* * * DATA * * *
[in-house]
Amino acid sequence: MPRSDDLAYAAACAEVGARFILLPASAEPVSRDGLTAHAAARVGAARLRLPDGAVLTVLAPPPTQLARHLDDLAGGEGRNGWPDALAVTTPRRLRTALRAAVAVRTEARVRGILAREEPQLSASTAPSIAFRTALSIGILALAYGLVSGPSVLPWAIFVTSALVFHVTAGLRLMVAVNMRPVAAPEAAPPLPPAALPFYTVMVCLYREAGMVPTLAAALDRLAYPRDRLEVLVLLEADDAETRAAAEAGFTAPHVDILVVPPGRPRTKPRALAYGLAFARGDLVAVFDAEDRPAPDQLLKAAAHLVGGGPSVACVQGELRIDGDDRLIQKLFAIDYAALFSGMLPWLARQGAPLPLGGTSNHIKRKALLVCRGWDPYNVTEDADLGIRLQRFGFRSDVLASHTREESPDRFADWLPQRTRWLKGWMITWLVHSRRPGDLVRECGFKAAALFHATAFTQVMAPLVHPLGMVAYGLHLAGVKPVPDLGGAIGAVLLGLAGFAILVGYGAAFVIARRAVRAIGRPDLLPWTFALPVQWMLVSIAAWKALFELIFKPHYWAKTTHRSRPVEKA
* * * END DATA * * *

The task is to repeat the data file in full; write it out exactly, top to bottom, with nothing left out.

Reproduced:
[in-house]
Amino acid sequence: MPRSDDLAYAAACAEVGARFILLPASAEPVSRDGLTAHAAARVGAARLRLPDGAVLTVLAPPPTQLARHLDDLAGGEGRNGWPDALAVTTPRRLRTALRAAVAVRTEARVRGILAREEPQLSASTAPSIAFRTALSIGILALAYGLVSGPSVLPWAIFVTSALVFHVTAGLRLMVAVNMRPVAAPEAAPPLPPAALPFYTVMVCLYREAGMVPTLAAALDRLAYPRDRLEVLVLLEADDAETRAAAEAGFTAPHVDILVVPPGRPRTKPRALAYGLAFARGDLVAVFDAEDRPAPDQLLKAAAHLVGGGPSVACVQGELRIDGDDRLIQKLFAIDYAALFSGMLPWLARQGAPLPLGGTSNHIKRKALLVCRGWDPYNVTEDADLGIRLQRFGFRSDVLASHTREESPDRFADWLPQRTRWLKGWMITWLVHSRRPGDLVRECGFKAAALFHATAFTQVMAPLVHPLGMVAYGLHLAGVKPVPDLGGAIGAVLLGLAGFAILVGYGAAFVIARRAVRAIGRPDLLPWTFALPVQWMLVSIAAWKALFELIFKPHYWAKTTHRSRPVEKA